Penny Arcade Expo showcases hot new video games, developers all in one place

Two heavily armored, gun-toting super soldiers encounter each other in the crowded halls of the Washington State Convention and Trade Center. They each bear a striking resemblance to the Master Chief from the “Halo” video game series. No violence erupts, no chase ensues. The two simply nod to one another as they pass. It’s a bit like two motorcyclists gesturing to each other in silent acknowledgment of their shared passion.

  • BY Wire Service
  • Friday, September 5, 2008 1:32pm
  • Life
Attendees at the Penny Arcade Expo try out a Nintendo DS title at the Nintendo booth.

Attendees at the Penny Arcade Expo try out a Nintendo DS title at the Nintendo booth.

Two heavily armored, gun-toting super soldiers encounter each other in the crowded halls of the Washington State Convention and Trade Center. They each bear a striking resemblance to the Master Chief from the “Halo” video game series. No violence erupts, no chase ensues. The two simply nod to one another as they pass. It’s a bit like two motorcyclists gesturing to each other in silent acknowledgment of their shared passion.

Such was life at the Penny Arcade Expo, or PAX, in Seattle. Recently, everyday folks, some dressed as their favorite game character, met fellow enthusiasts and came face to face with game creators.

The center played host to console, table top and PC gaming fans from all over the world. In its fifth year, PAX 2008 continued the expo’s pattern of roughly doubling in size from the previous year. What started out as a relatively small get-together has transformed into one of the largest conventions of its kind.

For game developers and fans alike, the rapid growth was not a surprise. The traditionally large Electronics Entertainment Expo, or E3, has pared down in recent years, going from hosting 10s of thousands to an invite-only summit in Los Angeles. The format change had a significant effect on fans eager to catch early glimpses of upcoming titles.

“You had all these gamers going, ‘Now where do we go?,’” said Sean Harris, marketing coordinator for Redmond’s DigiPen Institute of Technology.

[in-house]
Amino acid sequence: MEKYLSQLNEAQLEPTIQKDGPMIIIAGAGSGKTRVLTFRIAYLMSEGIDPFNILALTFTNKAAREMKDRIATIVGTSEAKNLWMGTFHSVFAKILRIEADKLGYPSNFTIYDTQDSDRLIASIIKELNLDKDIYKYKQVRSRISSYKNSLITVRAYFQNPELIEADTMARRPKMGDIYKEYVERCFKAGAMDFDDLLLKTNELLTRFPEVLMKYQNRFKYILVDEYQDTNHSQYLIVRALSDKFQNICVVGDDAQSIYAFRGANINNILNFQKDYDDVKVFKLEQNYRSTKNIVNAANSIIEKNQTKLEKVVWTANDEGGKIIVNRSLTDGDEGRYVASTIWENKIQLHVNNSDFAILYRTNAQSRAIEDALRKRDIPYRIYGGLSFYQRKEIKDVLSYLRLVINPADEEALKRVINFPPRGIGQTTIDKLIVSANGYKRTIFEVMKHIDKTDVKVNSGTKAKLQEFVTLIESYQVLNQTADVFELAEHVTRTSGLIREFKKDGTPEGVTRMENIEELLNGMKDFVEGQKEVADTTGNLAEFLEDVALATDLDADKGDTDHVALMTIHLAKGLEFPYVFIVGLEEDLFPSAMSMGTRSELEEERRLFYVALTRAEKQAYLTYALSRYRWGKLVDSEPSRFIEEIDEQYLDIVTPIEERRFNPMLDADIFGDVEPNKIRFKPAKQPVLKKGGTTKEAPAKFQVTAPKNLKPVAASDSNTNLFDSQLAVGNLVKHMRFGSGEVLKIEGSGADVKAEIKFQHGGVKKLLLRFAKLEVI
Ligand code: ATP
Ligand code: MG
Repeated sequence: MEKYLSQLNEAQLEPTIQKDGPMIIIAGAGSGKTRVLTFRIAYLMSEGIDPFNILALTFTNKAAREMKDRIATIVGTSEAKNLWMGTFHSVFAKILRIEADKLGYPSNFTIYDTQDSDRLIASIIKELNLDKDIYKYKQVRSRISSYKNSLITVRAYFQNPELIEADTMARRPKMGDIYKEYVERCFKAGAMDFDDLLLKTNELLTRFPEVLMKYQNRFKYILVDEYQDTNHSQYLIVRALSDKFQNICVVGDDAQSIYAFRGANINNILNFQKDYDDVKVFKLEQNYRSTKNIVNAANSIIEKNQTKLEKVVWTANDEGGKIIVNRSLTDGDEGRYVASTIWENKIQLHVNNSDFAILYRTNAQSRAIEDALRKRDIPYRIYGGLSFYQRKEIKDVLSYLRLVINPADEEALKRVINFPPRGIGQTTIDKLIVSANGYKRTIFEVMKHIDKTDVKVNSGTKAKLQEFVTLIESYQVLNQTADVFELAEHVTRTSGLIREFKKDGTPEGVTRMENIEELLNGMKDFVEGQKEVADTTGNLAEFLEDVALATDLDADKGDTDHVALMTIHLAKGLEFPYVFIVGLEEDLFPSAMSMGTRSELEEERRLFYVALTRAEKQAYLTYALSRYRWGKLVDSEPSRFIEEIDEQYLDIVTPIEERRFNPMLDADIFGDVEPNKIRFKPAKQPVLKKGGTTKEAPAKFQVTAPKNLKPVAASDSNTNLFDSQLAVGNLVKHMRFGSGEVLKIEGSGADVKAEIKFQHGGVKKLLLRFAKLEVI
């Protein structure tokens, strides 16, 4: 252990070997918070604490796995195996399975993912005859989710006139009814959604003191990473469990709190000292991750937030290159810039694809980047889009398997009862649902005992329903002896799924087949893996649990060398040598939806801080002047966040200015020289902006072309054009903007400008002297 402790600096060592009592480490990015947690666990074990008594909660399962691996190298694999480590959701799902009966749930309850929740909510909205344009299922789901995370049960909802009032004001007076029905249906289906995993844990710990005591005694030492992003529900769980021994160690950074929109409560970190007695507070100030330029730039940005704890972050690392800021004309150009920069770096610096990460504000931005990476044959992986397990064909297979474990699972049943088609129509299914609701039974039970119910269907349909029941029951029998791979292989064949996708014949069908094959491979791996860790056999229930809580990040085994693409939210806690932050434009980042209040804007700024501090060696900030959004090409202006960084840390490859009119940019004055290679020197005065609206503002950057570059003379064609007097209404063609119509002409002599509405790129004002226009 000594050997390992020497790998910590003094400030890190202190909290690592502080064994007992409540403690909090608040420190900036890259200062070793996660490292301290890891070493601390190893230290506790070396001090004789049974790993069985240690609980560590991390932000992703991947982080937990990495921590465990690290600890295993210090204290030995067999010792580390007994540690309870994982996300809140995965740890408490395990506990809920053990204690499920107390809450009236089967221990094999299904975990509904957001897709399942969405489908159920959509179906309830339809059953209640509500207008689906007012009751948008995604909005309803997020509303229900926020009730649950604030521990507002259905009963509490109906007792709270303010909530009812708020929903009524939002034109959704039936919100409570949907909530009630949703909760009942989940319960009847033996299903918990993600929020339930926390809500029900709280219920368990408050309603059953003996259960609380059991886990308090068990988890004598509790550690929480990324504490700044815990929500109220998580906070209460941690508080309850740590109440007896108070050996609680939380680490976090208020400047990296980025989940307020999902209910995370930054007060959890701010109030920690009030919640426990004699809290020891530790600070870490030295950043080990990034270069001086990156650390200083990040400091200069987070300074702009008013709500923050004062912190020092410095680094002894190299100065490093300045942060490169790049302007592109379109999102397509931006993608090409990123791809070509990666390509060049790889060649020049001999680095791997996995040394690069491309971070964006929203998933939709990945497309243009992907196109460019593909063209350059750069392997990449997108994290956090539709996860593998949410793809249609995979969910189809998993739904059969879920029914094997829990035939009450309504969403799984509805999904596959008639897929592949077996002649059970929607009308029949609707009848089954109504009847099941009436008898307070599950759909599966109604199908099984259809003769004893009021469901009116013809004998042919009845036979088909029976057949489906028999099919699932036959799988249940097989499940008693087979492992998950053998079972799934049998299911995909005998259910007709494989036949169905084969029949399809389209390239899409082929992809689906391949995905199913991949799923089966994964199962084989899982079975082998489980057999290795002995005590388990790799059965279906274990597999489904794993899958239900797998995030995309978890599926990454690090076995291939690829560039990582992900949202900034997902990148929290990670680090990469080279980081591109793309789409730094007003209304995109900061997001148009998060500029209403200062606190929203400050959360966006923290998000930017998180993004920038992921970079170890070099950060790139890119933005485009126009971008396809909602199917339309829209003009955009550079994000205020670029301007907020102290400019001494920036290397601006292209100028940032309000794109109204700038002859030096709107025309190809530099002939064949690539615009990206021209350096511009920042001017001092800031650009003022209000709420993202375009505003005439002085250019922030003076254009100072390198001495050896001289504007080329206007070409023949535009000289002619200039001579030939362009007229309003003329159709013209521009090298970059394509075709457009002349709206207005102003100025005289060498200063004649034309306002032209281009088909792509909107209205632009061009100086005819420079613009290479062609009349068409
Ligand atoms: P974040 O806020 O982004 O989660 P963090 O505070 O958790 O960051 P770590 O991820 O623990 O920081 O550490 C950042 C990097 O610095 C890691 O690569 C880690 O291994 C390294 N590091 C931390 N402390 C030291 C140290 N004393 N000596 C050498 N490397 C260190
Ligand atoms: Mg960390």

The answer, it turned out, was PAX, the brainchild of Jerry Holkins and Mike Krahulik. The pair gained a loyal following with their popular online comic strip, Penny Arcade, which frequently focused on video games and the people who enjoy them.

With numerous game studios and publishers located in Seattle and throughout the surrounding area, Harris said it’s no surprise PAX continues to draw bigger crowds each year.

“Redmond is the second-largest gaming development area outside of Silicon Valley,” he added.

Several of the area’s largest companies set up shop in PAX’s exhibition hall, giving fans a hands-on look at upcoming titles.

At Nintendo of America’s booth, the emphasis was on their industry-leading Wii console. With its lower price point and unique motion-sensitive controls, the Wii regularly slots above Microsoft’s Xbox 360 and Sony’s Playstation 3 on monthly sales charts.

Several games on display utilized the Wii Balance Board, a bathroom scale-like peripheral that first appeared alongside the Wii Fit exercise game.

“We have a lot of options for the balance board now,” said Eric Walter, a spokesman for Nintendo of America.

At one station, players used the board to control a skateboard in Electronic Art’s upcoming “Skate It.” In “Wii Music,” the board can be used to control foot pedals on a virtual drum set.

“It just goes to show, when you put your mind to it, what you can do with the balance board,” Walter said.

Sony, who has a game development studio in Bellevue, showed off several titles for its Playstation 3 home console and the Playstation Portable system.

Exhibitors also gave fans a chance to try out the PSP-3000, a hardware revision of the Playstation Portable. Changes include a built-in microphone and an improved screen that, according to Sony, featured improved glare resistance and richer colors.

At Microsoft’s booth, the emphasis was on upcoming Xbox 360 games like “Fable II,” “Project Origin” and “Lego Batman.”

Perhaps their biggest draw was a multiplayer demo of “Gears of War 2,” a sequel to the 2006 title that pitted humans against a subterranean enemy.

“It’s very fun. I’d recommend it to anyone,” PAX attendee Tomas Mendez said after trying out the game.

A fan of the original, Mendez said his time with the under-development sequel left him impressed.

“I’m definitely buying this,” he said.

PAX also allowed smaller studios a chance to show off their titles.

Bellevue-based Torpex Games showcased “Schizoid,” a title available for download on the Xbox 360’s Live Arcade online service.

The game, which earned favorable reviews upon its July release, earned a spot on the PAX 10 audience choice ballot for top independent games.

Fans also got a chance to meet the people behind memorable game characters.

At the Kirkland-based Bungie Studios booth, more than a hundred attendees waited in line for a chance to meet actress Jen Taylor.

Despite her work in theater and voicing characters in games from “The Matrix” to “Mario Kart,” it’s Taylor’s performance as “Halo’s” Cortana that many fans associate with her.

From the lines of fans seeking autographs to the hundreds of others who took part in tournaments throughout the weekend, it’s evident the video game industry has struck a chord with people of all ages.

In one clear example far from the hectic exhibition hall, a parent could be seen waiting near the center’s entrance as his son explored the crowded halls of PAX. To help pass the time, the man found a chair outside a small deli, took out his cell phone and started playing a video game.

Philip Palermo reviews video games and covers the video-game industry for the Reporter Newspapers.


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